1.8.1 Before the Contest
This section addresses, in a brief and informal way, steps that you should take to get ready for a contest season and for each contest. It is worth reading. Where appropriate, links are included to point you to more extensive information.
1. Update Your Data Files
Make sure you have imported the latest wl_cty.dat file into the database you will be using and downloaded the latest Super Check Partial (master.scp) file prior to the contest. Menu options for doing this may be found on the Tools menu of the Entry window.
If you are using a Call History file, import that into the database also and make sure Call History Lookup is on. More information about Call History can be found in this section.
Load the function key definition file that you plan to use into the database too. If you make any changes during testing, export your function keys to make sure your changes are saved. An explanation of how to create function key definitions is found here for CW and here for phone. Click here to download Sample Function Key files for the major contests. Click here to watch videos about downloading and configuring your data files.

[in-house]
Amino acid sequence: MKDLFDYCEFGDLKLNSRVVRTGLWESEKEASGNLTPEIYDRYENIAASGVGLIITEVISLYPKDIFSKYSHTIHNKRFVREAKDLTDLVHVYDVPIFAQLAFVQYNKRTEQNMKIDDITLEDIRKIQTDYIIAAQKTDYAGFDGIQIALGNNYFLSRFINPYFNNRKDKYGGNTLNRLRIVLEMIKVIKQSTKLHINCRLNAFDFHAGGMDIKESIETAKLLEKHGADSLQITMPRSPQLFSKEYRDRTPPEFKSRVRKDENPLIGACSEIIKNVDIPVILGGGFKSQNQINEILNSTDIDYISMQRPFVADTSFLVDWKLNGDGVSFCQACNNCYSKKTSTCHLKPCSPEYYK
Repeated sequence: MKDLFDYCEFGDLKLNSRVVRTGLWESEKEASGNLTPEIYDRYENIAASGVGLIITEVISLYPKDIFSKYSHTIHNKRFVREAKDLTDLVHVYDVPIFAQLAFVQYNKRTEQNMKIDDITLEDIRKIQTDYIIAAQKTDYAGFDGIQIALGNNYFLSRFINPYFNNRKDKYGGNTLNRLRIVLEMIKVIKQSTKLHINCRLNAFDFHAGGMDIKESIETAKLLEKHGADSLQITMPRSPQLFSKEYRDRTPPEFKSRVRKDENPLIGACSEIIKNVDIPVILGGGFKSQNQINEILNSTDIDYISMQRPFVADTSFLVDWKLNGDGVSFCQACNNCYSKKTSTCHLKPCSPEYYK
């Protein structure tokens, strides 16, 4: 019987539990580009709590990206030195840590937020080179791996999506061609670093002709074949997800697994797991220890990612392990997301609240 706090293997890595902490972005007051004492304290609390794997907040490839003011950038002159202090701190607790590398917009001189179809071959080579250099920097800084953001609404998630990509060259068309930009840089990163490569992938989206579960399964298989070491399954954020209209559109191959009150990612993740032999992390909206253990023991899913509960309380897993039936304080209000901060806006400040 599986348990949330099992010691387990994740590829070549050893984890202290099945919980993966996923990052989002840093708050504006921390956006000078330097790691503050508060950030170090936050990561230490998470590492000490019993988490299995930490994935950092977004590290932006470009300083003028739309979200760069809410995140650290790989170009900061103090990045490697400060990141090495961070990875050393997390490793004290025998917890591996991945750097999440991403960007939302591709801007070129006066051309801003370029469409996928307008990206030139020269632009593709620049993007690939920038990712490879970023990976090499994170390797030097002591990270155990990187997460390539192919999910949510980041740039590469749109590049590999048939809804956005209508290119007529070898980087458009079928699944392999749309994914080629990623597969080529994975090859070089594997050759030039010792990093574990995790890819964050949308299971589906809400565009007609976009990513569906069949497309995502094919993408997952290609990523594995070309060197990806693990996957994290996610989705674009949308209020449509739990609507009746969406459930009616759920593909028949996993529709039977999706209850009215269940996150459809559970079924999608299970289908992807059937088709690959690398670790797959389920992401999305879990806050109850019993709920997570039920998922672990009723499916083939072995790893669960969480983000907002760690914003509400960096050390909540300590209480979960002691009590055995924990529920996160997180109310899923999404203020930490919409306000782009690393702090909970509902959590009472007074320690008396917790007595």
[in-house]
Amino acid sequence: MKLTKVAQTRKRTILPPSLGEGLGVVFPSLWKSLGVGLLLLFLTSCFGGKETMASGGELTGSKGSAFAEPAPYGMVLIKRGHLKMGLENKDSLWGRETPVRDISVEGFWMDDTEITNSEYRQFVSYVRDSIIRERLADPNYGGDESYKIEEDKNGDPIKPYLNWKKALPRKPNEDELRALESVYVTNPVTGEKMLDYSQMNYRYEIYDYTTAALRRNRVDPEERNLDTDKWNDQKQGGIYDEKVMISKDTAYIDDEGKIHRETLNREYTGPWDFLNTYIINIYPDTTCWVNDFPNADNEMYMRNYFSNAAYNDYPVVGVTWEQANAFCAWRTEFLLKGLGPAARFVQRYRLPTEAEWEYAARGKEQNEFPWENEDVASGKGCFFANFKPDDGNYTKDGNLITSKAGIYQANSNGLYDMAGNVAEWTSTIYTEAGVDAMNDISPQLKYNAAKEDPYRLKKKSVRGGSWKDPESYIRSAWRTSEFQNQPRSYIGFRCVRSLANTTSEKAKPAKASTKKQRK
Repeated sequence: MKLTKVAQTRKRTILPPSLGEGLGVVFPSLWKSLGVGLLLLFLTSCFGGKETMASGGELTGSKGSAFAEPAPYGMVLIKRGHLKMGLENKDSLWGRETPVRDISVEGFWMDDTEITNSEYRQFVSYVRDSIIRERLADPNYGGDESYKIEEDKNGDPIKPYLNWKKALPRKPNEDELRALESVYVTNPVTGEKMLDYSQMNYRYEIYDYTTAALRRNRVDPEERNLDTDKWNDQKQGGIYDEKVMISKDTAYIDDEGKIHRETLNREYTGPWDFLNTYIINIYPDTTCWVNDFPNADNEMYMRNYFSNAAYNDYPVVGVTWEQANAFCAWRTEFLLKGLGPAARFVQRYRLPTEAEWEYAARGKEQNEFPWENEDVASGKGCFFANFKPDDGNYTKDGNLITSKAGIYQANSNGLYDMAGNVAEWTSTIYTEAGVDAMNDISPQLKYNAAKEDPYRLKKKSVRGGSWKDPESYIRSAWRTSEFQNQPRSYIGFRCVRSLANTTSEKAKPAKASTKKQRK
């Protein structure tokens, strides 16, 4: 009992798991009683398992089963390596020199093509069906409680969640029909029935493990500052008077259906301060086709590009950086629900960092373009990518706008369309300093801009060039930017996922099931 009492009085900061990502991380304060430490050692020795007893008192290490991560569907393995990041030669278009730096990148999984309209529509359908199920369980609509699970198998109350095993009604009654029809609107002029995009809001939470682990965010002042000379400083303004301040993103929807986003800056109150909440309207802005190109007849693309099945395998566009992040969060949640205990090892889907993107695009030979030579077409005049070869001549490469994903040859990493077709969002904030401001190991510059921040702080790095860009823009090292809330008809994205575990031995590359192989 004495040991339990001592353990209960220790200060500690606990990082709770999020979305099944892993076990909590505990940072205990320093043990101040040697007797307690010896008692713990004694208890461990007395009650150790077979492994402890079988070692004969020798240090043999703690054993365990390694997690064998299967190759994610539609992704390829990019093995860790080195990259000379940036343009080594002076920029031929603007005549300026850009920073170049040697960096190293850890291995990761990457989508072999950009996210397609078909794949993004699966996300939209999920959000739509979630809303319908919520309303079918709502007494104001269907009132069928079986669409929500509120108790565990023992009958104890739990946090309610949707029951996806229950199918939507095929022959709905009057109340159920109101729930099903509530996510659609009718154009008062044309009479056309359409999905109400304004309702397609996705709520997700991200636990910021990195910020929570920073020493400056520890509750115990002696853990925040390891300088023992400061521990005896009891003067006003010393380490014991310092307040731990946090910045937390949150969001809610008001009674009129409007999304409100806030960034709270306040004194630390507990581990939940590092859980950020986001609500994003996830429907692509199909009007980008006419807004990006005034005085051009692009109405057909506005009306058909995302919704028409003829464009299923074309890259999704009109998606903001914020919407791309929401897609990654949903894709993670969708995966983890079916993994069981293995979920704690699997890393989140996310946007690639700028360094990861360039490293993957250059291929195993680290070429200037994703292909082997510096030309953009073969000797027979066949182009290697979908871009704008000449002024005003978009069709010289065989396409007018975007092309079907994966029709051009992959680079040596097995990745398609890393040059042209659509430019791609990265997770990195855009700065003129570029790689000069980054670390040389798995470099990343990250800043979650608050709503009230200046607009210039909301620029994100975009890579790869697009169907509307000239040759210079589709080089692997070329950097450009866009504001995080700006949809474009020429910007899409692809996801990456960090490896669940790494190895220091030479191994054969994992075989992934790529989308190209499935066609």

Today, the program supports CW, SSB and multiple digital modes, close to 300 contests, and a wide variety of radios and ancillary equipment. Contest rules change all the time, and organizers often forget to let logging software developers know. If this were a conventional software project, any sane programmer would declare it "untestable."
Since its early days, the N1MM Logger project has relied on users to do most of the testing. Rapidly releasing relatively small updates, with the option of retreating a version or two if necessary, makes this a relatively low-risk approach, so long as users test each one enough in advance of the next contest they want to get into.
If you are planning to operate in a contest a couple weeks from now, load the latest update NOW, create a contest "instance" as outlined here, sit down with your radio, computer, DX cluster connection, keyers, and whatever else you use, and simulate logging a dozen contacts as if you were running (enter a make-believe call, type and hit function keys as fast as you can). Then log a few more in S&P mode. Make sure your messages and macros work as expected, make sure you can record and playback SSB messages on the fly, make sure the multipliers you think should be counted are scored right, log some contacts that shouldn't be multipliers or points and make sure they are handled properly. If operating Assisted, grab some spots, make some spots, check the color-coding of spots against the contest rules. Make detailed notes of problems, if any.
A lot of problems are the result of a local issue - hardware settings, user options or the like. Do take the time to check the documentation first, but then don't hesitate to ask for help on the N1MM+ reflector. 4000 users and the N1MM team are there to help.
With thanks to David Robbins K1TTT, from whose input this section was adopted.